Utopia is a work of fiction and socio-political satire by Thomas More, published in 1516. The book is a frame narrative primarily depicting a fictional island society and its religious, social, and political customs. More pieces his world together in great detail, taking pleasure in what makes his world different from our own. However, he wants the reader to take his story seriously, which is why he bases it in reality, saying it is a part of the "New World," this being the parts of America and its surrounding islands which were recently discovered.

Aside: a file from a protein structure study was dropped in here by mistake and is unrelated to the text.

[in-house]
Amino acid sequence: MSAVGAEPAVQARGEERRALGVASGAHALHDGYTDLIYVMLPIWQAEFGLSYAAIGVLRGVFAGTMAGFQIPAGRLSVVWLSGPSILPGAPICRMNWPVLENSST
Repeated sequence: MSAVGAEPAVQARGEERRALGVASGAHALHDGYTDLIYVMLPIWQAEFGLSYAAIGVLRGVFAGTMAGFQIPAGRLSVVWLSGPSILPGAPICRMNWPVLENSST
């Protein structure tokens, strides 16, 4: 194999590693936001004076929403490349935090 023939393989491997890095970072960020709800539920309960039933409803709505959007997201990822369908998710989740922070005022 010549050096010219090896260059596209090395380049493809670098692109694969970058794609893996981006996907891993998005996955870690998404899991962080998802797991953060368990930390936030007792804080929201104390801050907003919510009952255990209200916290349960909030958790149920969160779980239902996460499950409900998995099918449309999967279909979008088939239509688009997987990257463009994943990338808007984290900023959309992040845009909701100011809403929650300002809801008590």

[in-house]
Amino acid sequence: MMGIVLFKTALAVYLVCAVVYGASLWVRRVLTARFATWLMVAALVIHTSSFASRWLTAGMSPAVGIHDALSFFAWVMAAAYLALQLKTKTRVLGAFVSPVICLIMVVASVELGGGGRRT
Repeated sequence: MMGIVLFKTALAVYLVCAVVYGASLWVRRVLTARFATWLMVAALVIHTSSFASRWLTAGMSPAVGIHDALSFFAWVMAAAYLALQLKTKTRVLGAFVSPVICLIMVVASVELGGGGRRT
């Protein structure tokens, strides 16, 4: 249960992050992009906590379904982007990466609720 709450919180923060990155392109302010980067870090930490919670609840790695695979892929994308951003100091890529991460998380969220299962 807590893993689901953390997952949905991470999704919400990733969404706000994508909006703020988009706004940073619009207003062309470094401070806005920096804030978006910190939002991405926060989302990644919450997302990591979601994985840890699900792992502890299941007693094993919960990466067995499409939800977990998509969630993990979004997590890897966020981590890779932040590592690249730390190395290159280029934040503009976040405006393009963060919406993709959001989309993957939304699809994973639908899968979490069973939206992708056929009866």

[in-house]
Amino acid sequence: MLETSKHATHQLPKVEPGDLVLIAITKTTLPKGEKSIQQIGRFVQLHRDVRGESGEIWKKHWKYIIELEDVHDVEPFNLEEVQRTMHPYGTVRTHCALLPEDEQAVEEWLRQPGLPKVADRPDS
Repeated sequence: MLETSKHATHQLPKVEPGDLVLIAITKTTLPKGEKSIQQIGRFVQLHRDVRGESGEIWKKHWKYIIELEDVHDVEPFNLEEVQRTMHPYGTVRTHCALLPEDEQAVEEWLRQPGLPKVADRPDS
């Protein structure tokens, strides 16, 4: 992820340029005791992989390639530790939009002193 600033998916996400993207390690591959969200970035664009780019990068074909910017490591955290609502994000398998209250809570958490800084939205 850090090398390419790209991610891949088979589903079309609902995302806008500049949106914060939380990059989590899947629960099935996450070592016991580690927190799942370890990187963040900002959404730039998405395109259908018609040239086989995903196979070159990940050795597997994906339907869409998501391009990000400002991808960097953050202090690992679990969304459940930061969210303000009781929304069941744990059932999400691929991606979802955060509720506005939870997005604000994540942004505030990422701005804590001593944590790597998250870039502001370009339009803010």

The first part of Utopia expresses strong criticism of then-modern practices in England and other Catholicism-dominated countries, such as the crime of theft being punishable by death, and the over-willingness of kings to start wars. Part two deals with a socialist state called Utopia and the narrator's aim of convincing the reader about its superior state of affairs. Since publication, Utopia has become one of the most talked about works both in defense of socialism and against it.
This cloth-bound book includes a Victorian inspired dust-jacket, and is limited to 100 copies.